How Empty Cans Are Exacerbating Stress on US Supply Chains

A chronic shortage of truck drivers is crippling America’s supply chains, making it difficult for businesses to secure the products they need. But when Matt Schrap visited a truck yard near two California seaports, Los Angeles and Long Beach recently, he found 20 trucks idle.

Footage points to another factor in the country’s delivery problem: empty shipping containers. As they sit at ports waiting to be returned to exporters, many are taking up space on chassis – the specialized trailers that drivers need to receive the full range of containers arriving from Asia.

“It really adds strength to the structures,” said Schrap, head of the Association of Port Transporters. “Because we couldn’t pick up these chassis, we actually sent the people home.”

Empty containers have become a priority for port operators, shipping lines and the Biden administration as they work to fix the supply chain. lengthen by increased consumer demand.

Gene Seroka, chief executive officer of the Port of Los Angeles, said that this week, 65,000 empty containers have arrived at their port, up from 55,000 a few weeks ago. Data from the three major chassis system operators shows that 90% of all chassis in ports are currently in use, up from 75% in January.

At the same time, the number of container ships moored outside the ports of Los Angeles and Long Beach, lined up for unloading, hit a new record of 86 this week.

The situation arose earlier this year, when containers were stranded in the central part of the country because some truckers were reluctant to carry empty containers back to the coast. According to supply chain experts, it is possible to make more money with full shipping.

In response, shipping conglomerates began keeping containers near docks, exacerbating pile-ups around ports, industry executives said.

Caitlin Murphy, chief executive officer of Global Gateway Logistics, a Missouri-based freight forwarding company, said she’s been having trouble since May moving goods inland by train from Los Angeles and Long Beach.

“Normally, loaded containers should be moved by rail to inland points; they don’t do that anymore,” she said, because the shipping groups that own or rent the boxes “want those containers available to go back to Asia”.

She urged the Biden administration to focus more on the smooth running of rail service, rather than focusing largely on seaports. “The severing of the tracks has blocked the supply chain,” she said.

Keith Winter, chief executive officer of Crane Worldwide Logistics, another freight forwarding company, echoed her concerns, saying ocean carriers have become more cautious about providing room for shipping. goods by rail, limiting the usual flow of containers to inland hubs.

Michael Farlekas, chief executive officer of E2open, the company that makes ocean freight booking software, said the shortage of containers in the US interior has affected exporters, who often stack empty boxes. to the international market.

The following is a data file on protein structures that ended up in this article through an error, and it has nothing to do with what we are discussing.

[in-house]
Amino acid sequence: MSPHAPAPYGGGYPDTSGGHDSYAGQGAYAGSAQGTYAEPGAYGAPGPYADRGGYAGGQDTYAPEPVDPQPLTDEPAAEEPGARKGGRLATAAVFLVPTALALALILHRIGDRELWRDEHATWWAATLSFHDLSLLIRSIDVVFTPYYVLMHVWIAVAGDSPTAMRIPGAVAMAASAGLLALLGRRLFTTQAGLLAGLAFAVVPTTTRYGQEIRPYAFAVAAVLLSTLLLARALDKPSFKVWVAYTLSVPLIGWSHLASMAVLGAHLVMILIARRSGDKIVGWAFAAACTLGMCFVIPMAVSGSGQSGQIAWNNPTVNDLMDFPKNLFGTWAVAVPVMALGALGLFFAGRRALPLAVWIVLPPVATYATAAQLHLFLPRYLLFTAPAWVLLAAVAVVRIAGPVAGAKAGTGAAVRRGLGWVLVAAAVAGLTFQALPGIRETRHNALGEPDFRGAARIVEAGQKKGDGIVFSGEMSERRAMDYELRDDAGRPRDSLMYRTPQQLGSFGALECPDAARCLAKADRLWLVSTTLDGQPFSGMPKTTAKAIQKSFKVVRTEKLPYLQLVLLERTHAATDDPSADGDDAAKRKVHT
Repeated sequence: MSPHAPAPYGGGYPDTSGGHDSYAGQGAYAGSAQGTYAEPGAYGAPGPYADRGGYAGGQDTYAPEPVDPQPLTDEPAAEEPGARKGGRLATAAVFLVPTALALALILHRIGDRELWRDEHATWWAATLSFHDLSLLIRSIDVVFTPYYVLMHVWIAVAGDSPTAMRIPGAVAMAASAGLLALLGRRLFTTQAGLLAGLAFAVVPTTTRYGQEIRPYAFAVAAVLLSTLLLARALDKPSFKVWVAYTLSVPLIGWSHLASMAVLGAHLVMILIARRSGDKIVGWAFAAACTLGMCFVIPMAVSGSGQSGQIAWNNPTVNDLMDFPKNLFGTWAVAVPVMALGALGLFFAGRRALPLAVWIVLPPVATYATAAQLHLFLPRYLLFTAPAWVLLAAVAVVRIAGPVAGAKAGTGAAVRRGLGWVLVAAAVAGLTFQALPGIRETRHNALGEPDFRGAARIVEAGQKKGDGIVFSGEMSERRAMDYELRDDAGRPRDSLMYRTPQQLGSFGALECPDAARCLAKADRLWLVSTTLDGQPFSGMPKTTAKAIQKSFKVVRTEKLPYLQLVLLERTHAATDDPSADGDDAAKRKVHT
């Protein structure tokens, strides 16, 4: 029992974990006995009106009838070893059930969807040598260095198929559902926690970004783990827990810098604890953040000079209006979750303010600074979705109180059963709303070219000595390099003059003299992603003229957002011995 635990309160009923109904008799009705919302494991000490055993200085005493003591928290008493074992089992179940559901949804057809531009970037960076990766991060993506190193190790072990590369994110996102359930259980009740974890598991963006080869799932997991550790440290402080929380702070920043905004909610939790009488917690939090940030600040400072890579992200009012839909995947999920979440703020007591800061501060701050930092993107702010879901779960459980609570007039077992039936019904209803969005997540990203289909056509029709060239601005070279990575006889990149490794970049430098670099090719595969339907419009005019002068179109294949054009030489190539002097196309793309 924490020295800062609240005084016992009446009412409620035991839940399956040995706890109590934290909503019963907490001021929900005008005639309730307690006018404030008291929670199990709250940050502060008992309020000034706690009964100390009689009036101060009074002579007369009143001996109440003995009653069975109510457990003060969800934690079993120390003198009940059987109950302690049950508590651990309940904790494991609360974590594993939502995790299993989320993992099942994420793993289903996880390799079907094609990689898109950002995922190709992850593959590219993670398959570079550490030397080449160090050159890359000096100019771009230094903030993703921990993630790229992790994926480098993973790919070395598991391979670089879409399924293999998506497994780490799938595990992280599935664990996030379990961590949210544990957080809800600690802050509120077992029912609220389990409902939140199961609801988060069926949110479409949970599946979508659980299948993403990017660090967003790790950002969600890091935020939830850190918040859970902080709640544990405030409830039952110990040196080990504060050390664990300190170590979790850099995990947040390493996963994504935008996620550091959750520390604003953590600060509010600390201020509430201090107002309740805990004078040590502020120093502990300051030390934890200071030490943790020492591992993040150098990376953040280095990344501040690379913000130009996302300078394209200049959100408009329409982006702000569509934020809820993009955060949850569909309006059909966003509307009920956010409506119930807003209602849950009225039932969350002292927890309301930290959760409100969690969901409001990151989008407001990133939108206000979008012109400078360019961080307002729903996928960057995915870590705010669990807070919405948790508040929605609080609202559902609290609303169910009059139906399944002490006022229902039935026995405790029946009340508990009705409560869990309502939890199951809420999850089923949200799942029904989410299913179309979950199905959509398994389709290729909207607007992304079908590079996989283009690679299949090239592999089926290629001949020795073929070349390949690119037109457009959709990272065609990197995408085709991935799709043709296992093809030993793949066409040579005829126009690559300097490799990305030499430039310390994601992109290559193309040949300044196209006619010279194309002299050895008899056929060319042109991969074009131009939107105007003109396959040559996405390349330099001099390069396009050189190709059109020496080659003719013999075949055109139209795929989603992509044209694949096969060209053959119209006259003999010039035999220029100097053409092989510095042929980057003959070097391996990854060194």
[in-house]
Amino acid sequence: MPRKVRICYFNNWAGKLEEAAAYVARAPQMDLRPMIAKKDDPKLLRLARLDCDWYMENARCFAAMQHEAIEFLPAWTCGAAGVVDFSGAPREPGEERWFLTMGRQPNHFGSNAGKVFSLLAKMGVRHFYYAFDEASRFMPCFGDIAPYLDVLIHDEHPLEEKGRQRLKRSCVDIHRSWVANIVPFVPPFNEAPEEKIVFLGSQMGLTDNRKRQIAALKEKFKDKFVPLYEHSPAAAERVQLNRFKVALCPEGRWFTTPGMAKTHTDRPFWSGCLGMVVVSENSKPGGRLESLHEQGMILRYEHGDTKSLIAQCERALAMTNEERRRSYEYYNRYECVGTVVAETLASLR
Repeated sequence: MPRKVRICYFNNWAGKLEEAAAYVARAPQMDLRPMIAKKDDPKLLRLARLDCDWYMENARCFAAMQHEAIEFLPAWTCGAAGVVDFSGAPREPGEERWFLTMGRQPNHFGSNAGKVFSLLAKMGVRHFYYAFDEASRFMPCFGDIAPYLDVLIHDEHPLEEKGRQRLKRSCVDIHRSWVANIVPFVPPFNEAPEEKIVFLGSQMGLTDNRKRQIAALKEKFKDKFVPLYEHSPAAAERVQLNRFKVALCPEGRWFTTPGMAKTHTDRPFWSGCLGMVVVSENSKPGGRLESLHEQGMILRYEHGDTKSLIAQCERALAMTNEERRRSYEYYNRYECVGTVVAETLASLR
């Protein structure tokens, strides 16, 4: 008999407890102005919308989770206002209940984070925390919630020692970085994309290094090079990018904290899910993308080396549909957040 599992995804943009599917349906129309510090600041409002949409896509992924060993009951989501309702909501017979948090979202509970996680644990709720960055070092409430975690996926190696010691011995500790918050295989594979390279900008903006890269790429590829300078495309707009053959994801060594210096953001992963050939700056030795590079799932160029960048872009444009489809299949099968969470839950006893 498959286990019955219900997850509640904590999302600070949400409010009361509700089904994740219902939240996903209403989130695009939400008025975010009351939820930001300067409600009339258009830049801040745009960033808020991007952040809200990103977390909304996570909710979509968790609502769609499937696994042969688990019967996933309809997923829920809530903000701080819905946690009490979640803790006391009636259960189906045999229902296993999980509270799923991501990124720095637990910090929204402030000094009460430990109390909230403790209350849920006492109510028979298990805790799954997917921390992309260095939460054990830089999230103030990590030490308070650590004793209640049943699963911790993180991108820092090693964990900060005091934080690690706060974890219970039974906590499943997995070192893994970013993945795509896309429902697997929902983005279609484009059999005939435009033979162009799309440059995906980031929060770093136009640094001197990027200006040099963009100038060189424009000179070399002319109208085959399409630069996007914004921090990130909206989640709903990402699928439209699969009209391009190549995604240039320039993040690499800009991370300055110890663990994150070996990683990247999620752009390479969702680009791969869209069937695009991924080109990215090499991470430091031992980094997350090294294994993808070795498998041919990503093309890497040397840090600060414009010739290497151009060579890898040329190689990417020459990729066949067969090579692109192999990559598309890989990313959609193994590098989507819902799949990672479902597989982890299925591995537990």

More than 80% of containers exported from the Port of Los Angeles in September were empty, New York Times report recently, up from about 2/3 in September 2020 and September 2019.

Lisa Ellram, a professor of supply chain management at the University of Miami, said the US used to have more uses for “empty” containers, until the export of recyclable materials to China. stopped in 2018. She added: “This has helped the flow back to China, because the US imports more than it exports.

But “chaotic” at the ports – where there are tens of thousands of importers, thousands of truck drivers, nearly 20 different people terminal operator and some centralized controls – are part of the problem, she added.

Southern California port operators have been trying to prevent rallying areas where containers have piled up, announcing in late October that they would impose a surcharge on containers left too long on their premises, with fine up to 100 USD/container a day.

Although the surcharges won’t take effect until Monday, Seroka said this week, the number of containers subject to it has dropped by about 29% since then.

Ocean carriers, he added, have arranged for six “sweepers” to pick up about 17,500 20-foot-equivalent empty containers, and two more are on their way. Pete Buttigieg, Biden’s transportation secretary, praised their arrival on Twitter, but Schrap and others say more will be needed to clear the backlog.

Schrap says the biggest challenge for truckers is a more bureaucratic one: without an appointment to return an empty container, drivers can’t be idle to pick up a full container. But berth operators inside the port complex will not accept empty containers without knowing that a vessel will arrive to unload them.

The Port of Los Angeles is working to provide incentives for truckers to carry an empty container every time they pick up a new load, Ellram said. “They have to make it worth their time to bear the extra delay,” she said.

If it’s not fixed quickly, Schrap worries that motorists who make a living transporting goods in and out of ports will find other work. “It’s ridiculous,” he warned: “If they don’t have a job here, they’re in high demand. What’s stopping them from going and looking for another driving job? “

Source link


News7h: Update the world's latest breaking news online of the day, breaking news, politics, society today, international mainstream news .Updated news 24/7: Entertainment, the World everyday world. Hot news, images, video clips that are updated quickly and reliably

Related Articles

Back to top button